Which is where the community has stepped in. After Comcast Sports Net ran a spot highlighting the Spartans qualification for the 2010 National Tournament, donations came pouring in at a rapid pace.
"After Sam scored [and we got further away from the moment], we all kind of looked at each other and said 'Wow, now we have to come up with $20,000 in three weeks," San Jose State Ice Hockey President Andy Dickerson told Fear The Fin. "After the spot ran during the Sharks game we received $1,100 dollars in the first eleven minutes."
"The constant battle we're always facing is not to get lost in the shuffle since there is so much to do in the Bay Area, as well as the fact that the Sharks play here. The outpouring of support from the community was fantastic. We have some of the best fans in the league, and we just hope that we can continue to get that type of support going forward."
Along with the collegiate level, high school hockey is also a very important stepping stone for players looking to progress their game and get noticed by scouting agencies and teams. Players such as Casey Wellman, a former member of the Junior Sharks who chose to move to Michigan to play high school hockey, and Bay Area native Sena Acolaste, who moved to Edmonton at the age of eight and was signed by the Sharks in March (the first Bay Area native to be signed by the organization), are all examples of talented players who sought out a different avenue other than the Bay Area in order to advance their professional careers in the sport.
However, high school hockey in the Bay Area is about ready to take off as well. And while it will take time to become established as a legitimate place to play for those looking to get a college scholarship to a Division I school, if California hockey has shown us anything over the last decade it is that the growth of the sport is as boundless as it is robust.
Archbishop Mitty, Bellarmine, Valley Christian, and Cardinal Newman all have plans to join a Varsity Tier League this month, competing in their own league with one another throughout the course of a season in order to play for a championship. It is the first time any Bay Area high school hockey team will have an opportunity to do so. Furthermore, ten varsity mixed teams, which include students from various high schools in the area, as well other assorted Junior Varsity teams from a variety of schools will continue to compete over the winter at Sharks Ice.
The opportunity for younger players in the Bay Area is growing alongside the rise of the sport in both the Bay Area and California as a whole. The increasing numbers of leagues, teams, and interest in the sport has increased exponentially since the Sharks came to San Jose in 1991, and more opportunities lay in wait on the horizon for both young and old to learn the sport's intricacies in a hands-on environment. There hasn't been a better time to learn the game than there is right now, and five years down the road, it's likely we'll be saying the same thing.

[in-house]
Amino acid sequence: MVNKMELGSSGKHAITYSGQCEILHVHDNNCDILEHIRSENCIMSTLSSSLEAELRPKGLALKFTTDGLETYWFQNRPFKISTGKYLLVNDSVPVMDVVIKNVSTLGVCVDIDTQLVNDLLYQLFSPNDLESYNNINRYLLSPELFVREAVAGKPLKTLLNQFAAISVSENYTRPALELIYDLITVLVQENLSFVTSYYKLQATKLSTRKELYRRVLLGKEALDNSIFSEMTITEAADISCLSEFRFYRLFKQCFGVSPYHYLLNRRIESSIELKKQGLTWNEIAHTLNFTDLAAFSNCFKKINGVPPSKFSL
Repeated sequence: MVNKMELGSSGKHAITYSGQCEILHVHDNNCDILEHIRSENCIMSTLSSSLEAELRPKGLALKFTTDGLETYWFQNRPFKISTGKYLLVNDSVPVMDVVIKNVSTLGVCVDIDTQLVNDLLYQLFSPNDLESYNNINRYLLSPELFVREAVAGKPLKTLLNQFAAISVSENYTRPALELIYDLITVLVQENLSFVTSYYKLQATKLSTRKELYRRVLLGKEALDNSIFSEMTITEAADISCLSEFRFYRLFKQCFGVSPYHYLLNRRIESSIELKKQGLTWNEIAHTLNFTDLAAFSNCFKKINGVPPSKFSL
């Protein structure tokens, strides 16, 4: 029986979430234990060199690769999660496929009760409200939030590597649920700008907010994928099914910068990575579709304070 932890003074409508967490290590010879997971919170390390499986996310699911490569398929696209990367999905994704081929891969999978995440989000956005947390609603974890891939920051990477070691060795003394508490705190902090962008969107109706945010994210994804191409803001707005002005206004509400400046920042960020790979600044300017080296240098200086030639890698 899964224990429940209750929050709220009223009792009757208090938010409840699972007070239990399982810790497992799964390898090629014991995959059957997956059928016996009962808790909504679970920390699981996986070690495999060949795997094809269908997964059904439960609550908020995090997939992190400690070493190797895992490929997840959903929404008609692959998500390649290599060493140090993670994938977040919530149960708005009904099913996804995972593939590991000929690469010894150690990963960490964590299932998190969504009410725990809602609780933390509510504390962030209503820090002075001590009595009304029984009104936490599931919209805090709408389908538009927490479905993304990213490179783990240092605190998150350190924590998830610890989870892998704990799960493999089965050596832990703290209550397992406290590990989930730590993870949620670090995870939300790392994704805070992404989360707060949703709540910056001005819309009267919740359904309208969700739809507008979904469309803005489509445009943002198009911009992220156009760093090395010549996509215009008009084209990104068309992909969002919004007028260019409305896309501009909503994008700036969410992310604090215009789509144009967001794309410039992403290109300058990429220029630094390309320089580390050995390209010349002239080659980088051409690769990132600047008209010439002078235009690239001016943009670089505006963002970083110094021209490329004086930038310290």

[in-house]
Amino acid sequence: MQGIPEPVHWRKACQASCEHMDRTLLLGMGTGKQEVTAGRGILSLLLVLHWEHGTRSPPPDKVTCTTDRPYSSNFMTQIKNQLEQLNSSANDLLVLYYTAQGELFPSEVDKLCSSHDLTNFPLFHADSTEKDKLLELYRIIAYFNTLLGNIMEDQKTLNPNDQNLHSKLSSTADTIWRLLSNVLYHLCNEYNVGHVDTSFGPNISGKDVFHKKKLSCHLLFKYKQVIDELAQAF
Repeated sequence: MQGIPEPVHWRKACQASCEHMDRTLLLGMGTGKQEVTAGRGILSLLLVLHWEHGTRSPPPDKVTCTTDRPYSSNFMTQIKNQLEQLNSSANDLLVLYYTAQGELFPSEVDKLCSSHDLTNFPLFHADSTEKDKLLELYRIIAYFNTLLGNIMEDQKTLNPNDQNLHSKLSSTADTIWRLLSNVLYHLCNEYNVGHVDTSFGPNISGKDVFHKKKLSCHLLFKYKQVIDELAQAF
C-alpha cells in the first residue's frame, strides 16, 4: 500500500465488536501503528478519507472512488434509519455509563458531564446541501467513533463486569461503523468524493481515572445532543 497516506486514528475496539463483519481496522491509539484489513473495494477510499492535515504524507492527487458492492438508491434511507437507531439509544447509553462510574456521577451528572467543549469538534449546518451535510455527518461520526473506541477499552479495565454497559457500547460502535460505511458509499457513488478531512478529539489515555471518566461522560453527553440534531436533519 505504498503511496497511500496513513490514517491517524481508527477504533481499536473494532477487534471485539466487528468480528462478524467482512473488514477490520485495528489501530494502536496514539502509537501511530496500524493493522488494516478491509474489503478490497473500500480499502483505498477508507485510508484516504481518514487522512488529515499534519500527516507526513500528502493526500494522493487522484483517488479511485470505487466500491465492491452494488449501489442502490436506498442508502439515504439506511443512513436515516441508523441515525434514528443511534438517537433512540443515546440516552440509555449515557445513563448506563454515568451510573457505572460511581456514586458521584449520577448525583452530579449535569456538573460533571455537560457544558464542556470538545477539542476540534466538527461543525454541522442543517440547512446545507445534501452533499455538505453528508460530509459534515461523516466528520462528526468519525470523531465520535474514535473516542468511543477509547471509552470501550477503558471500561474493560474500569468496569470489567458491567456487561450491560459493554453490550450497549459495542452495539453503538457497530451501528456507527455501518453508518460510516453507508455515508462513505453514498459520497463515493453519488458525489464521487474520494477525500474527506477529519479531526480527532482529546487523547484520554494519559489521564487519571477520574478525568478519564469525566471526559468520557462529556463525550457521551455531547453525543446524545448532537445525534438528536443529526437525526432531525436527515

The lack of ice facilities could become an even more pressing issue of course-- with the economy still recovering from its fall from grace in 2007, and public debt becoming a hot button issue on both the national and local level, the road to build more skating facilities to support the rabid desire for ice time faces a long and uncertain future. It will be an essential step in order to provide even more opportunity to learn the game than the average person has already. And one that will likely determine the rate at which the sport will be able to grow in the coming decade.
However, there's no doubt that these issues aren't necessarily bad ones to have-- the need for expansion is much better than the need for contraction. It speaks volumes about the thirst for the sport in a non-traditional hockey market, and provides a blueprint for other communities across the United States to look at when developing their own programs. With the Spartans hosting Nationals, high school hockey teams on the rise, the Junior Sharks competing in National Tournaments, and the Sharks poised for yet another long playoff run, the groundwork has been laid for even more eyes on the game in 2011.
"We have kids who started by going to [Sharks] games with their parents, then went ice skating at a birthday party, participated in our Sharks & Parks program, played roller hockey at Dave Malley's Rollin' Ice, then graduated to ice hockey," SVSE's Senior Director of Communications Ken Arnold told Fear The Fin. "You're seeing our kids now in Northern California go down and beat teams from Southern California, Canada, Michigan, Minnesota, and Massachusetts. Everything is paying off."
The golden age of hockey in the Bay Area isn't upon us yet.
It's only just beginning.